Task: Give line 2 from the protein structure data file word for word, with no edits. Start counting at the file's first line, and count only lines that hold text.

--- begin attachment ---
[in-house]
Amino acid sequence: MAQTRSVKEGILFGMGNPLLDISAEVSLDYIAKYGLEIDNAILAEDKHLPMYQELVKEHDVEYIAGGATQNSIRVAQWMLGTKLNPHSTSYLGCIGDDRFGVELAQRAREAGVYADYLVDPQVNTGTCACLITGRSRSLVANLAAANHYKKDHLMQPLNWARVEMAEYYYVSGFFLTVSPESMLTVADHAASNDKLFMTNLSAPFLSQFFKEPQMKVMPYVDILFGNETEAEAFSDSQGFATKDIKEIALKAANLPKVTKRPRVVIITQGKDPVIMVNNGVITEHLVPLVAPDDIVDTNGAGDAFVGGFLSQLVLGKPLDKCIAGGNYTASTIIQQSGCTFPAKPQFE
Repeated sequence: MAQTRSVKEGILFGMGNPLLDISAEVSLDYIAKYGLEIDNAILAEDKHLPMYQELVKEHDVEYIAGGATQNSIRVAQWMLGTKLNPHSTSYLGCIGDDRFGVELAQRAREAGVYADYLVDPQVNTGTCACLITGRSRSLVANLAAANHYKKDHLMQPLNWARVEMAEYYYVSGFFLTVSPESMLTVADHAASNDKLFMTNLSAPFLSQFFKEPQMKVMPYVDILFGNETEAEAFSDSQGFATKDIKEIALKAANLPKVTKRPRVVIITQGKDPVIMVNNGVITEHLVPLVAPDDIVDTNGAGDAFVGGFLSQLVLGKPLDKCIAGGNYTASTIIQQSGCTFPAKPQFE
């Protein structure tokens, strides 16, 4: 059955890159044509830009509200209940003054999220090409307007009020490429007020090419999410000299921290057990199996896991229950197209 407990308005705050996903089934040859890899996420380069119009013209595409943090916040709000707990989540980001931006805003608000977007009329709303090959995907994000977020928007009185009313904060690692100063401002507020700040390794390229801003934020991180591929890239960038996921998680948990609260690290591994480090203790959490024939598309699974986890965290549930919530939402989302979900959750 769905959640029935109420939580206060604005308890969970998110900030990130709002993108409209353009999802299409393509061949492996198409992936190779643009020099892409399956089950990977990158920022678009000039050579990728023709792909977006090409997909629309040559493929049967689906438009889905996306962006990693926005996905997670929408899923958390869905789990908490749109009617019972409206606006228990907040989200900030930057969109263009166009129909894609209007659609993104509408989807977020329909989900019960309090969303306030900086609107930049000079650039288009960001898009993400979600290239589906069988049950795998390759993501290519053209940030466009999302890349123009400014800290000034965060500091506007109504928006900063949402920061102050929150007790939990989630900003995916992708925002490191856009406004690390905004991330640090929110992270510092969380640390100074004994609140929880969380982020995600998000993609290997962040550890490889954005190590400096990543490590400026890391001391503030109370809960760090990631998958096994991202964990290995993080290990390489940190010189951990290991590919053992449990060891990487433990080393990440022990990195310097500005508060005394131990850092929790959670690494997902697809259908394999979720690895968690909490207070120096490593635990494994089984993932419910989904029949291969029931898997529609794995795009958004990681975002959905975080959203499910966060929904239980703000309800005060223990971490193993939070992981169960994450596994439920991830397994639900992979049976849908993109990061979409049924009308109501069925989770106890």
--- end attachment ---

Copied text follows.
Amino acid sequence: MAQTRSVKEGILFGMGNPLLDISAEVSLDYIAKYGLEIDNAILAEDKHLPMYQELVKEHDVEYIAGGATQNSIRVAQWMLGTKLNPHSTSYLGCIGDDRFGVELAQRAREAGVYADYLVDPQVNTGTCACLITGRSRSLVANLAAANHYKKDHLMQPLNWARVEMAEYYYVSGFFLTVSPESMLTVADHAASNDKLFMTNLSAPFLSQFFKEPQMKVMPYVDILFGNETEAEAFSDSQGFATKDIKEIALKAANLPKVTKRPRVVIITQGKDPVIMVNNGVITEHLVPLVAPDDIVDTNGAGDAFVGGFLSQLVLGKPLDKCIAGGNYTASTIIQQSGCTFPAKPQFE